In order for a 60-year-old patient to achieve this quality of vision, the reading eye may require -1.5 D of myopia. Increased amounts of correction decrease the synergy for binocular visual acuity. There is a fine balance in providing the patient with excellent reading vision while minimizing anisometropia and maximizing binocular visual acuity. I try to never induce more than 1.5 D in the difference between the two eyes. As we age, the prescription for near and distance vision increases and can be corrected by changing glasses.
During the monovision education process, it may be wise to suggest that higher intensity light may be necessary to enjoy monovision to the fullest. You may need distance glasses for night driving and other visually demanding events such as theatrical performances or spectator sports. Make sure to state this information clearly to the patient before the surgery.
Despite perfect technique and surgical outcomes, patients may not adapt to monovision and therefore want reversal in the form of converting the reading eye to distance. I recommend waiting at least 3 months to allow the patient an adequate trial with his new monovision, and to allow the eye a chance to heal adequately after surgery. If after this trial he is still unhappy, I proceed to reverse the monovision in order to achieve our ultimate goal: patient satisfaction. This will involve either use of contact lenses, exchanging or reinserting new intraocular lens or laser refractive surgery.
Possible additional cost:
Because this option requires additional clinic time and small chance of possible resurgery, please check with your insurance provider. Chances of needing additional procedure is very small.
Test contact lenses first
Proceed cautiously with monovision in patients who have not tried it in the past with contact lenses. Encourage a trial to ensure the patient's ultimate success and happiness with the result. For many of our patients, comfort while wearing contact lenses is difficult to achieve due to contact lens intolerance but encourage them to ignore the discomfort and emphasize whether “visual comfort” is either achieved or possible.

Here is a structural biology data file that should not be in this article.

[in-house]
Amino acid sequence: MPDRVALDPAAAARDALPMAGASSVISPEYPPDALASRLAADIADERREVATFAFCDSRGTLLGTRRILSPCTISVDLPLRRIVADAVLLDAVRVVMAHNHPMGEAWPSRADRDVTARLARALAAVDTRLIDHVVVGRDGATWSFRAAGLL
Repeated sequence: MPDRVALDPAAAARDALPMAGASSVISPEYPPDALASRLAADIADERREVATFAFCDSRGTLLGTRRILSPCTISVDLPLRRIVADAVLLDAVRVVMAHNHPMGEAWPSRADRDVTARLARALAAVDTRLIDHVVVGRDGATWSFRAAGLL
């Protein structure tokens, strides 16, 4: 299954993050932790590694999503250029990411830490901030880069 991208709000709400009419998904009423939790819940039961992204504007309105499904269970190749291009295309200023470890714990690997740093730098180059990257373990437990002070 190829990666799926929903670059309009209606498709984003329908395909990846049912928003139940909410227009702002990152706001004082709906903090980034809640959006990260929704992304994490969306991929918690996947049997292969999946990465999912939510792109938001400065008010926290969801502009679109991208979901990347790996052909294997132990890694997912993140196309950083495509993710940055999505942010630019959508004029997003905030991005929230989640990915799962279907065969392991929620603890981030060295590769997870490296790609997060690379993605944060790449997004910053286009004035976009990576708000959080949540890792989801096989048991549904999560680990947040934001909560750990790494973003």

Reduction in stereo acuity/depth perception
While this effect usually improves following adaptation, I will rarely perform monovision on patients who require excellent stereo acuity. I proceed cautiously with (1) patients who are marginally ambulatory or disabled and at high risk of falling, (2) patients whose hobbies include golf, tennis, and baseball, and (3) pilots, truck drivers, or law enforcement officers.
Monovision entails concessions from both the surgeon and the patient. The key to a successful outcome is preoperative counselling and straightforwardness prior to surgery. To each of my monovision patients, I state that monovision is a compromise: “You will give up something (binocular balance/acuity) to get something else (ability to read without glasses).” Only the patient knows whether the advantages of monovision will outweigh the disadvantages.
Perhaps in no other situation does the patient's occupation, personality type, goals, age, and visual demands play as large a role as when we decide our patients to help them make informed choices regarding monovision.